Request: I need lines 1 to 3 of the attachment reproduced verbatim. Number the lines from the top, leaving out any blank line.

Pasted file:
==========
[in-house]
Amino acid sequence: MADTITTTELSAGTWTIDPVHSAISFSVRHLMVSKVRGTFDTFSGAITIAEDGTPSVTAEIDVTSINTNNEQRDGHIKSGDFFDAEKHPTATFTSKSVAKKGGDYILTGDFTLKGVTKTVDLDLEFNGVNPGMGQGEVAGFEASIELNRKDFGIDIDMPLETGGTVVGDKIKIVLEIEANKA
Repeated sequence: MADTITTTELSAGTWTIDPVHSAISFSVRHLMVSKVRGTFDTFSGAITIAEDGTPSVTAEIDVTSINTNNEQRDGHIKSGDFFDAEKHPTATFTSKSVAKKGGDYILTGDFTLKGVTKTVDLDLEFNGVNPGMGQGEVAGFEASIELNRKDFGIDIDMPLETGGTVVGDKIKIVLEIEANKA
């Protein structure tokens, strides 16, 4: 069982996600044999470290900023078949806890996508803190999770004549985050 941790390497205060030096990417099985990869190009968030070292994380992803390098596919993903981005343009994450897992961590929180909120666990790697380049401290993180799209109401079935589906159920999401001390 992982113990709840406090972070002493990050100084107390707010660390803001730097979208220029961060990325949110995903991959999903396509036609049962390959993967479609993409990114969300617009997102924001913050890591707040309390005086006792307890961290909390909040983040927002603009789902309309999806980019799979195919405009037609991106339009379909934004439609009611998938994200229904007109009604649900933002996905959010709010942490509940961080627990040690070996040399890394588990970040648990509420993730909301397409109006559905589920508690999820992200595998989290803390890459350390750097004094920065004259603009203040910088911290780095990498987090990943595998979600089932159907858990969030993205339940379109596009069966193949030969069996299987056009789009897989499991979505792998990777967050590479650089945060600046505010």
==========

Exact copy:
[in-house]
Amino acid sequence: MADTITTTELSAGTWTIDPVHSAISFSVRHLMVSKVRGTFDTFSGAITIAEDGTPSVTAEIDVTSINTNNEQRDGHIKSGDFFDAEKHPTATFTSKSVAKKGGDYILTGDFTLKGVTKTVDLDLEFNGVNPGMGQGEVAGFEASIELNRKDFGIDIDMPLETGGTVVGDKIKIVLEIEANKA
Repeated sequence: MADTITTTELSAGTWTIDPVHSAISFSVRHLMVSKVRGTFDTFSGAITIAEDGTPSVTAEIDVTSINTNNEQRDGHIKSGDFFDAEKHPTATFTSKSVAKKGGDYILTGDFTLKGVTKTVDLDLEFNGVNPGMGQGEVAGFEASIELNRKDFGIDIDMPLETGGTVVGDKIKIVLEIEANKA